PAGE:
In Japan, the death day of Shakyamuni Buddha falls on 15th February. Everyone has heard of the Buddha, but in case this is your first meaningful acquaintance with him, here is a brief biography. It is important to know a little about his life for several reasons: first, his life is inspirational for those who wish to fill their lives with all that is sacred as opposed to secular; secondly, he had profound insights into how to live fully as a human being instead of existing in a twilight zone, pressurized by sufferings and loss; thirdly, his spiritual evolution throughout his 84 human years of life helps to make sense of the lessons left to all generations of humans to follow, known as the great Nirvana Teachings, given on his deathbed.
He was born a Prince of the Shaka Kingdom, hence the name Shakyamuni Buddha, about 2600 years ago. His birth was acclaimed as highly auspicious, the result of the descending into the lower human kingdom of previous Buddhas, Manavaka and Dipamkara. At his birth he proclaimed himself ‘the holy one of heaven and earth’ and vowed to end all sufferings in the human world. When he was 7 years old, the young Prince started training in civil and military arts so that he would be able to take his father’s place as King. But while attending a festival with his father, he was disturbed by the sight of a small bird pecking at a worm turned up by a plough. He hid in a nearby grove and naturally entered into a deeply meditative state highly praised by his father.
As the Prince’s privileged life progressed, his distress deepened and became apparent to the whole Palace Court. His father became worried about him and so arranged for him to marry the most beautiful woman in the kingdom. But even his love for his new wife could not distract him from his ingrained sadness about the suffering in the world and his birth vow to end it all. Eventually, on learning more about the suffering and death which came to all beings of flesh, he decided to leave his life at the Palace to seek a way to relieve them. His determination to become a monk caused great distress to his family, but he cut off all his hair, put on a simple robe and set out with his begging bowl. After 6 years of terrible austerities, which almost caused his death, he decided to take a Middle Way and to sit in deep meditation until he became enlightened. He then spent the rest of his life sharing what he had experienced with as many people as possible.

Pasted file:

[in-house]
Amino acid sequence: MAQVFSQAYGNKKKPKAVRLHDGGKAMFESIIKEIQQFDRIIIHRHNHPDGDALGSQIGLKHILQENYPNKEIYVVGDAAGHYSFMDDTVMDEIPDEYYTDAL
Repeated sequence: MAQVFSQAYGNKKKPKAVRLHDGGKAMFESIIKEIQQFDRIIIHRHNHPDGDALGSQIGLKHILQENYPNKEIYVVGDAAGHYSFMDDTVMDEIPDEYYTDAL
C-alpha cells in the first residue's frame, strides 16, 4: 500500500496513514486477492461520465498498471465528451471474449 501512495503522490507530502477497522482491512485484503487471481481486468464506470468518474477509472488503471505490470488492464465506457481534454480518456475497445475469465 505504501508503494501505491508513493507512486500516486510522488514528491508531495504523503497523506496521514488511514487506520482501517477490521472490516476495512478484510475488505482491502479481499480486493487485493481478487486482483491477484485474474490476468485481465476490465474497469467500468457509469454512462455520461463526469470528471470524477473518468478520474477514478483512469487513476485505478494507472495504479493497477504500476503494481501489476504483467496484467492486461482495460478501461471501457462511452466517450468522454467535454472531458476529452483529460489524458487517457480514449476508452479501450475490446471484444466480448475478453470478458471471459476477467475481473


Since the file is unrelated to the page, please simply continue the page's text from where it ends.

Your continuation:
The Nirvana teachings reveal the true nature of Nirvana, which roughly translated means ‘release from or the extinguishing of all fear, suffering and craving.’ Another more positive way of viewing it is as freedom or liberation, a state in which we can awaken to the truth of the Universe. In Nirvana, we can become one with the Buddha Shakyamuni and with all beings. There is no longer any separation. At the end of his long ministry, the Buddha had amassed incredible wisdom and insight into samsara (Sanskrit), the sufferings of human life. As he was about to leave the human world and shift back to the celestial realms he had descended from, naturally he wished to leave his fearful mourning disciples a storehouse of teachings and practices, which would motivate them to keep their faith.
He announced to them that when his physical body had disappeared, his storehouse of teachings would embody his eternal spirit, and he would be with them always. This body of teachings was known as the Dharmakaya (I wrote an article on this last year – ref:https://lindenthorp.wordpress.com/2013/09/01/dharma-kaya-the-body-of-truth/) So, as energy is indestructible, and as all the Buddha’s disciples have flawlessly protected the teachings for the last 2,600 years, today, in the 21st century, we can become one with the Buddha’s incredible energy. In this way, if we train using the Nirvana teachings, we are intent on realizing and acquiring the true mind of a tathagata, a fully enlightened Buddha. (see:https://lindenthorp.wordpress.com/2013/09/04/dharmata-or-tathata-the-essence-of-enlightenment/)